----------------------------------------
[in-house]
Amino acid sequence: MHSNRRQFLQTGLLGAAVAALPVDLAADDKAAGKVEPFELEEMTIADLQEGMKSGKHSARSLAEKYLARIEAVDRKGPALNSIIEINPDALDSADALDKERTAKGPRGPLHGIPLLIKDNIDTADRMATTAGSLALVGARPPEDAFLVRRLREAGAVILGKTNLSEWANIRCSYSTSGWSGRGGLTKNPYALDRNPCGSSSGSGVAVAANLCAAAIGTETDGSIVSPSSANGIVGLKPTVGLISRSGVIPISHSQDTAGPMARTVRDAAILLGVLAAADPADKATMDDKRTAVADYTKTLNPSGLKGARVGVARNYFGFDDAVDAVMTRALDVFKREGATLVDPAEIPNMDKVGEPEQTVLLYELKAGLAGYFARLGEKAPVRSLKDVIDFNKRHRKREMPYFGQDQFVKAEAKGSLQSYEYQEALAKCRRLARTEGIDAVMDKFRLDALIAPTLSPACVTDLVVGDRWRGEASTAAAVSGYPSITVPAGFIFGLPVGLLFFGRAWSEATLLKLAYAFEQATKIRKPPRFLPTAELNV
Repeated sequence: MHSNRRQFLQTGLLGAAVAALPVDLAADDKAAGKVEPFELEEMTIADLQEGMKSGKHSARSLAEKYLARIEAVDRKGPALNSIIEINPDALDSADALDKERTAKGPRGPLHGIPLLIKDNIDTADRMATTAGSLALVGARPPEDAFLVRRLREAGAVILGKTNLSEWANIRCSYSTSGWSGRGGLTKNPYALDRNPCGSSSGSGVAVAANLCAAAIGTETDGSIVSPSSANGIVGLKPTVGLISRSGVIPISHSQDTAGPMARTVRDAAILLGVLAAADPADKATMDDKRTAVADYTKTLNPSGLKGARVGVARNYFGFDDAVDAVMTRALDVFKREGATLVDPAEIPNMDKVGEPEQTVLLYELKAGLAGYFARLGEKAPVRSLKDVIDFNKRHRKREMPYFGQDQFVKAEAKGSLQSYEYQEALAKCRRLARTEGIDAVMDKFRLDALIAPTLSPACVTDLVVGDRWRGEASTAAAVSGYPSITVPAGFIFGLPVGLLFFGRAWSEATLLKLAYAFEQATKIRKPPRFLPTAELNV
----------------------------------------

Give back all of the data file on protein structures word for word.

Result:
[in-house]
Amino acid sequence: MHSNRRQFLQTGLLGAAVAALPVDLAADDKAAGKVEPFELEEMTIADLQEGMKSGKHSARSLAEKYLARIEAVDRKGPALNSIIEINPDALDSADALDKERTAKGPRGPLHGIPLLIKDNIDTADRMATTAGSLALVGARPPEDAFLVRRLREAGAVILGKTNLSEWANIRCSYSTSGWSGRGGLTKNPYALDRNPCGSSSGSGVAVAANLCAAAIGTETDGSIVSPSSANGIVGLKPTVGLISRSGVIPISHSQDTAGPMARTVRDAAILLGVLAAADPADKATMDDKRTAVADYTKTLNPSGLKGARVGVARNYFGFDDAVDAVMTRALDVFKREGATLVDPAEIPNMDKVGEPEQTVLLYELKAGLAGYFARLGEKAPVRSLKDVIDFNKRHRKREMPYFGQDQFVKAEAKGSLQSYEYQEALAKCRRLARTEGIDAVMDKFRLDALIAPTLSPACVTDLVVGDRWRGEASTAAAVSGYPSITVPAGFIFGLPVGLLFFGRAWSEATLLKLAYAFEQATKIRKPPRFLPTAELNV
Repeated sequence: MHSNRRQFLQTGLLGAAVAALPVDLAADDKAAGKVEPFELEEMTIADLQEGMKSGKHSARSLAEKYLARIEAVDRKGPALNSIIEINPDALDSADALDKERTAKGPRGPLHGIPLLIKDNIDTADRMATTAGSLALVGARPPEDAFLVRRLREAGAVILGKTNLSEWANIRCSYSTSGWSGRGGLTKNPYALDRNPCGSSSGSGVAVAANLCAAAIGTETDGSIVSPSSANGIVGLKPTVGLISRSGVIPISHSQDTAGPMARTVRDAAILLGVLAAADPADKATMDDKRTAVADYTKTLNPSGLKGARVGVARNYFGFDDAVDAVMTRALDVFKREGATLVDPAEIPNMDKVGEPEQTVLLYELKAGLAGYFARLGEKAPVRSLKDVIDFNKRHRKREMPYFGQDQFVKAEAKGSLQSYEYQEALAKCRRLARTEGIDAVMDKFRLDALIAPTLSPACVTDLVVGDRWRGEASTAAAVSGYPSITVPAGFIFGLPVGLLFFGRAWSEATLLKLAYAFEQATKIRKPPRFLPTAELNV